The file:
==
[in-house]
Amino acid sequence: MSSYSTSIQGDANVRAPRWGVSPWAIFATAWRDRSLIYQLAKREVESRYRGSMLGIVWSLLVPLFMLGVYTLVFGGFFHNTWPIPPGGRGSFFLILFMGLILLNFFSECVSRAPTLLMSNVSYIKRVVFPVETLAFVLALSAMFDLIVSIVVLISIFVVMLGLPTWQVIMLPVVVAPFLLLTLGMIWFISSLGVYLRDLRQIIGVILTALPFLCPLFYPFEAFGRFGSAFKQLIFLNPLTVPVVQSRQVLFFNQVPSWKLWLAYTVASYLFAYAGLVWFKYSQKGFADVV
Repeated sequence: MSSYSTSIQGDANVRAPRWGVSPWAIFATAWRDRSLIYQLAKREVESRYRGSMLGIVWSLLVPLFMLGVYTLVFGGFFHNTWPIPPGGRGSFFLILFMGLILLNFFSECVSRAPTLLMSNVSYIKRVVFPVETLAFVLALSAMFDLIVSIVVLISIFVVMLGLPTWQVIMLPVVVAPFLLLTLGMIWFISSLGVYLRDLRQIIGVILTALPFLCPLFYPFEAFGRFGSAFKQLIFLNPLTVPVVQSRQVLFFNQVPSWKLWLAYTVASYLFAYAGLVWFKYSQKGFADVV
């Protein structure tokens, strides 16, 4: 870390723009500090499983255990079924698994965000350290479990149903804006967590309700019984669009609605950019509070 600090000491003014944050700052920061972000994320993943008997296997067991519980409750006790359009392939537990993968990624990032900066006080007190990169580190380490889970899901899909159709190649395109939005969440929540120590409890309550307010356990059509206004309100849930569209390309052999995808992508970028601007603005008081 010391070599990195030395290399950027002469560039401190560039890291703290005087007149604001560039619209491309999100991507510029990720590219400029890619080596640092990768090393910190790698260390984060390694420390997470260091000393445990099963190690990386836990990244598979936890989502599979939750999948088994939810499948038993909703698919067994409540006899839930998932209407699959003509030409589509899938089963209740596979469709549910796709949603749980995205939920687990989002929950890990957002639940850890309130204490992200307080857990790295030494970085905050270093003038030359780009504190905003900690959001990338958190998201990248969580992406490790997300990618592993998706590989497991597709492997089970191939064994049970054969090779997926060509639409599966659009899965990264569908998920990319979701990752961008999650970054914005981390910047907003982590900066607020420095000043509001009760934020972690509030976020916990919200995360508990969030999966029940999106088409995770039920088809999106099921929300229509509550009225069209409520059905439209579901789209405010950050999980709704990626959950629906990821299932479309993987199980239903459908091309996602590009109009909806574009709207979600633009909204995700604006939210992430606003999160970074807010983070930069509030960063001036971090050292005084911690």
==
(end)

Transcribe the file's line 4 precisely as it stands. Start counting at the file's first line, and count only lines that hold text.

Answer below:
């Protein structure tokens, strides 16, 4: 870390723009500090499983255990079924698994965000350290479990149903804006967590309700019984669009609605950019509070 600090000491003014944050700052920061972000994320993943008997296997067991519980409750006790359009392939537990993968990624990032900066006080007190990169580190380490889970899901899909159709190649395109939005969440929540120590409890309550307010356990059509206004309100849930569209390309052999995808992508970028601007603005008081 010391070599990195030395290399950027002469560039401190560039890291703290005087007149604001560039619209491309999100991507510029990720590219400029890619080596640092990768090393910190790698260390984060390694420390997470260091000393445990099963190690990386836990990244598979936890989502599979939750999948088994939810499948038993909703698919067994409540006899839930998932209407699959003509030409589509899938089963209740596979469709549910796709949603749980995205939920687990989002929950890990957002639940850890309130204490992200307080857990790295030494970085905050270093003038030359780009504190905003900690959001990338958190998201990248969580992406490790997300990618592993998706590989497991597709492997089970191939064994049970054969090779997926060509639409599966659009899965990264569908998920990319979701990752961008999650970054914005981390910047907003982590900066607020420095000043509001009760934020972690509030976020916990919200995360508990969030999966029940999106088409995770039920088809999106099921929300229509509550009225069209409520059905439209579901789209405010950050999980709704990626959950629906990821299932479309993987199980239903459908091309996602590009109009909806574009709207979600633009909204995700604006939210992430606003999160970074807010983070930069509030960063001036971090050292005084911690």